Building Update: Winter bites the bricklayers’ cement

January 26, 2017

The first two days of this week were lost to frost. With daytime temperatures as low as -7oC, the water freezes as the cement is being mixed – even after attempts at heating the mixer – and thwarts the chemical reaction between cement, sand and water which is essential to the construction of a sound blockwork wall. And there is still much to build, including outer walls of the stage block and those of the subterranean labyrinth. However, with predictions of temperatures rising later this week, the brickies will be called back to resume their work. It will continue through the weekend so that the lost ground can be made up. We are entering the make-or-break period of this stage of the project. Martin Smith, the builder, has re-evaluated the timetable for work needed to allow performances to take place in June and it shows that we cannot afford to lose a single day.

West Horsley Place - Richard Lewisohn -

Meanwhile Wasfi, unfazed by on-site strains, has called on her creative juices and prepared full size drawings of a design for the balcony fronts. Although the fronts will not be in place for the forthcoming Festival, they are critical in locating both house and stage lighting and will, of course, contribute significantly to the character and feel of the auditorium and its sound quality. Here we are trying to satisfy the needs of the lighting designers by providing a wide choice of lighting positions and those of the acoustician by providing a solid, reflective and sound scattering surface, while, at the same time, avoiding projecting lighting bars and other performance paraphernalia cluttering the surfaces and interfering with the sense of the auditorium as a large, elegantly appointed, decorated room. And this, of course, includes the ceiling; which is another impending story…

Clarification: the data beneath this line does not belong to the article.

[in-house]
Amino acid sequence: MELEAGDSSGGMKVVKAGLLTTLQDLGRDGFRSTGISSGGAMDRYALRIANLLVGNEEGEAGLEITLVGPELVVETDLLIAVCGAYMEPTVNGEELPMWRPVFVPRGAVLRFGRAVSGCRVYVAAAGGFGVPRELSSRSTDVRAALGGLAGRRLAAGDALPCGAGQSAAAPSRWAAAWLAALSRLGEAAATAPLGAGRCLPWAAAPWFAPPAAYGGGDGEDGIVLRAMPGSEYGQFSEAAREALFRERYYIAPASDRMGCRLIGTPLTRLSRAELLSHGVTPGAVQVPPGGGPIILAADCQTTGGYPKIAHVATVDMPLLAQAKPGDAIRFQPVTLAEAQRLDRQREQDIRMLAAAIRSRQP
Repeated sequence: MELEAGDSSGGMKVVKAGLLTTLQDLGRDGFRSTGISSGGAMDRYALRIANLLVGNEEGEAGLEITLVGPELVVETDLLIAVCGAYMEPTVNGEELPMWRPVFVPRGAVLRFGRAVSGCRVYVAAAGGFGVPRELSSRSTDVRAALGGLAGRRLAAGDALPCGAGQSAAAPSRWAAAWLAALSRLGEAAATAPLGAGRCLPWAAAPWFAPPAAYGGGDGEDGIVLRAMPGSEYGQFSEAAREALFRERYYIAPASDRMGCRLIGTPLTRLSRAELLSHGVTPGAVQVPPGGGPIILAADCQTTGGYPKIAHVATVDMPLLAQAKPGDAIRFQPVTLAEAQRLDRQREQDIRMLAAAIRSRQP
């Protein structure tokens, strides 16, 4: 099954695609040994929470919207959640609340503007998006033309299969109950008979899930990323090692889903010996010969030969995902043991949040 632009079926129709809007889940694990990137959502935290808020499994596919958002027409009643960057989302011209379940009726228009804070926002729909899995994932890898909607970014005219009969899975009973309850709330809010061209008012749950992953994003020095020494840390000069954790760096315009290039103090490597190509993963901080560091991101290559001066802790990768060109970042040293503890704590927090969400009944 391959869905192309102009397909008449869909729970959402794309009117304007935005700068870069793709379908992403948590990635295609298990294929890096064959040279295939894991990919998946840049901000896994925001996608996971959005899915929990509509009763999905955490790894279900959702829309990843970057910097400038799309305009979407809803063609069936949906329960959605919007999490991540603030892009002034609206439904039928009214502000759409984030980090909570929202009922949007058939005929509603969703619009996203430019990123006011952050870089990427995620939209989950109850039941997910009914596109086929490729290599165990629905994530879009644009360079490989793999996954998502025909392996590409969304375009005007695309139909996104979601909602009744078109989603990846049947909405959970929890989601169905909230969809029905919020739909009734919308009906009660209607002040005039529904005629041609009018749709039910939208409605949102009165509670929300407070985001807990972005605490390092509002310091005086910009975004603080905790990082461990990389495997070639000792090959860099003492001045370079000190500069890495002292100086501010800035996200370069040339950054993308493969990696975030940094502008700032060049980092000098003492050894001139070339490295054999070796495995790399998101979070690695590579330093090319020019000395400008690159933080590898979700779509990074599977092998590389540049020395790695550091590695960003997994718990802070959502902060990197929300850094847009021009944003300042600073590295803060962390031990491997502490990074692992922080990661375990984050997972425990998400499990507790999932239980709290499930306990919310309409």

David Lloyd Jones, 25 January 2017


From 20 June we had 353 days to build an opera house. Watch Jun – Dec in 7′. Jump in at 5’30” for the greatest excitement. Music by Anthony Bolton.


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